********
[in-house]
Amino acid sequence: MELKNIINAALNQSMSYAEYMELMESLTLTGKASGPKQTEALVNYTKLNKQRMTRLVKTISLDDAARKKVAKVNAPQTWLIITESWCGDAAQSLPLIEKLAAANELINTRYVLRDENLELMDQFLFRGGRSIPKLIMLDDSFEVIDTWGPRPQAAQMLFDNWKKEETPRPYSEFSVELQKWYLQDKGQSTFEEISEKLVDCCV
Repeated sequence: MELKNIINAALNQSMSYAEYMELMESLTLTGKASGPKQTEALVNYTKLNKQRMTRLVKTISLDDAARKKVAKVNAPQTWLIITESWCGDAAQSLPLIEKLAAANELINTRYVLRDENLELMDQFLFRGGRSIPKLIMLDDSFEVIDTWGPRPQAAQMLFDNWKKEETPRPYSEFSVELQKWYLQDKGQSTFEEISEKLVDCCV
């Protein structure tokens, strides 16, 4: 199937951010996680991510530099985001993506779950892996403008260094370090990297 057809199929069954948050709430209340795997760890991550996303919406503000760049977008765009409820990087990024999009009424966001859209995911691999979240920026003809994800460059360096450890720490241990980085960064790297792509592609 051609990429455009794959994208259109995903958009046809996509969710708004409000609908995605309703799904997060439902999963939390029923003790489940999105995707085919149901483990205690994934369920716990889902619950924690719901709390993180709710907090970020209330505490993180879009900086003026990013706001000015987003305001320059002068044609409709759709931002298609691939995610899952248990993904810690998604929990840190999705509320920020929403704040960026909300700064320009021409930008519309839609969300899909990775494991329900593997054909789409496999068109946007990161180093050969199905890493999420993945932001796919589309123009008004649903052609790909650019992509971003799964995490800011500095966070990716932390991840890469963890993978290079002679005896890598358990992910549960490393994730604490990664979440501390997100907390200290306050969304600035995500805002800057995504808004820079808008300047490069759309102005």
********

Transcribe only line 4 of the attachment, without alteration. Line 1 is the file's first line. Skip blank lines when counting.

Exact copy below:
């Protein structure tokens, strides 16, 4: 199937951010996680991510530099985001993506779950892996403008260094370090990297 057809199929069954948050709430209340795997760890991550996303919406503000760049977008765009409820990087990024999009009424966001859209995911691999979240920026003809994800460059360096450890720490241990980085960064790297792509592609 051609990429455009794959994208259109995903958009046809996509969710708004409000609908995605309703799904997060439902999963939390029923003790489940999105995707085919149901483990205690994934369920716990889902619950924690719901709390993180709710907090970020209330505490993180879009900086003026990013706001000015987003305001320059002068044609409709759709931002298609691939995610899952248990993904810690998604929990840190999705509320920020929403704040960026909300700064320009021409930008519309839609969300899909990775494991329900593997054909789409496999068109946007990161180093050969199905890493999420993945932001796919589309123009008004649903052609790909650019992509971003799964995490800011500095966070990716932390991840890469963890993978290079002679005896890598358990992910549960490393994730604490990664979440501390997100907390200290306050969304600035995500805002800057995504808004820079808008300047490069759309102005």